As is evident from its text, however, the Supremacy Clause enshrines as "the supreme Law of the Land" only those federal Acts that accord with the constitutional design.
The Constitution, by delegating to Congress the power to establish the supreme law of the land when acting within its enumerated powers, does not foreclose a State from asserting immunity to claims arising under federal law merely because that law derives not from the State itself but from the national power. We reject any contention that substantive federal law by its own force necessarily overrides the sovereign immunity of the States. When a State asserts its immunity to suit, the question is not the primacy of federal law but the implementation of the law in a manner consistent with the constitutional sovereignty of the States.
The cases we have cited, of course, came at last to the conclusion that neither the Supremacy Clause nor the enumerated powers of Congress confer authority to abrogate the States' immunity from suit in federal court. The logic of the decisions, however, does not turn on the forum in which the suits were prosecuted but extends to state-court suits as well.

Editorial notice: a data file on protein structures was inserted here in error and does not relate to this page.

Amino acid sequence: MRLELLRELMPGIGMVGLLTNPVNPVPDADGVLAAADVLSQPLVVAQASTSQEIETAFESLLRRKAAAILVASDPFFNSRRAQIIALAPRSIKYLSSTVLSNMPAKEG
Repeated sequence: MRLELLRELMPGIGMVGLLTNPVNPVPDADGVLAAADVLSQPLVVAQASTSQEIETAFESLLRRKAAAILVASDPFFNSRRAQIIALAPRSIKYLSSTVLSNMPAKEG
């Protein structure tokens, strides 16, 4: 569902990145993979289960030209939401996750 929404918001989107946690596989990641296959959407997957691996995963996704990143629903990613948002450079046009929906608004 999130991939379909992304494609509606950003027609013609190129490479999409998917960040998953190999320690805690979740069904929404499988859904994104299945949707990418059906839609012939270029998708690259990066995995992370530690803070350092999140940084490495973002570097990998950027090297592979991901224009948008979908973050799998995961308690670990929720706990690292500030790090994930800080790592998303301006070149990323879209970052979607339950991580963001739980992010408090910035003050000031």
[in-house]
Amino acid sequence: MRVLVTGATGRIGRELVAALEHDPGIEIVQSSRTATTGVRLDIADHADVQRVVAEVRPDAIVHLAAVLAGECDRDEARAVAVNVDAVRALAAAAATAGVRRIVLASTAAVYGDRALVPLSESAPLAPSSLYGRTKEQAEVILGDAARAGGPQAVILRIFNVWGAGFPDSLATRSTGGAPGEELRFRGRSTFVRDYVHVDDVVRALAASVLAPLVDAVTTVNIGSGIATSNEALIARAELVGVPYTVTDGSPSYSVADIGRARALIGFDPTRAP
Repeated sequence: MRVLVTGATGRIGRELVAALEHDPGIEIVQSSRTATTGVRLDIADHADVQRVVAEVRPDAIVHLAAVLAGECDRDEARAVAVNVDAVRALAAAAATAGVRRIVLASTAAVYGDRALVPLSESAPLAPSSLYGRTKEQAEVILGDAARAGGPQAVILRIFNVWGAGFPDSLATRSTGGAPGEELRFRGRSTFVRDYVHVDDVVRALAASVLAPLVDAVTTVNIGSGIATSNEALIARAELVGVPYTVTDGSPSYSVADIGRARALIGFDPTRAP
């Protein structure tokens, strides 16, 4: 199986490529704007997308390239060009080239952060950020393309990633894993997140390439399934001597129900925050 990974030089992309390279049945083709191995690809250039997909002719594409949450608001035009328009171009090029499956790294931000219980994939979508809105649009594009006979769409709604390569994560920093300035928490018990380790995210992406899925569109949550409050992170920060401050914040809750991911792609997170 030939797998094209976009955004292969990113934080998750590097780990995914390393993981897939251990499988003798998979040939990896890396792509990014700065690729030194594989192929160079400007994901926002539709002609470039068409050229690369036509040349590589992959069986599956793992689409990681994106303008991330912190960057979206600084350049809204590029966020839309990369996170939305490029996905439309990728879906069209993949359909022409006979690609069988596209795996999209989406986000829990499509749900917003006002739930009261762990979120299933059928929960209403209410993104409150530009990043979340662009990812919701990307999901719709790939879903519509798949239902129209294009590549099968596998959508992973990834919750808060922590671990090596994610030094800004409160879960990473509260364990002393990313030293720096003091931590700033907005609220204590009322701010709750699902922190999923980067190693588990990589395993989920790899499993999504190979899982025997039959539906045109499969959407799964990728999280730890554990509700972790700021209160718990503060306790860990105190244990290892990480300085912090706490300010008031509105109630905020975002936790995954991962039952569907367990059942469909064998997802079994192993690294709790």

The dissenting opinion seeks to reopen these precedents, contending that state sovereign immunity must derive either from the common law (in which case the dissent contends it is defeasible by statute) or from natural law (in which case the dissent believes it cannot bar a federal claim). As should be obvious to all, this is a false dichotomy. The text and the structure of the Constitution protect various rights and principles. Many of these, such as the right to trial by jury and the prohibition on unreasonable searches and seizures, derive from the common law. The common-law lineage of these rights does not mean they are defeasible by statute or remain mere common-law rights, however. They are, rather, constitutional rights, and form the fundamental law of the land.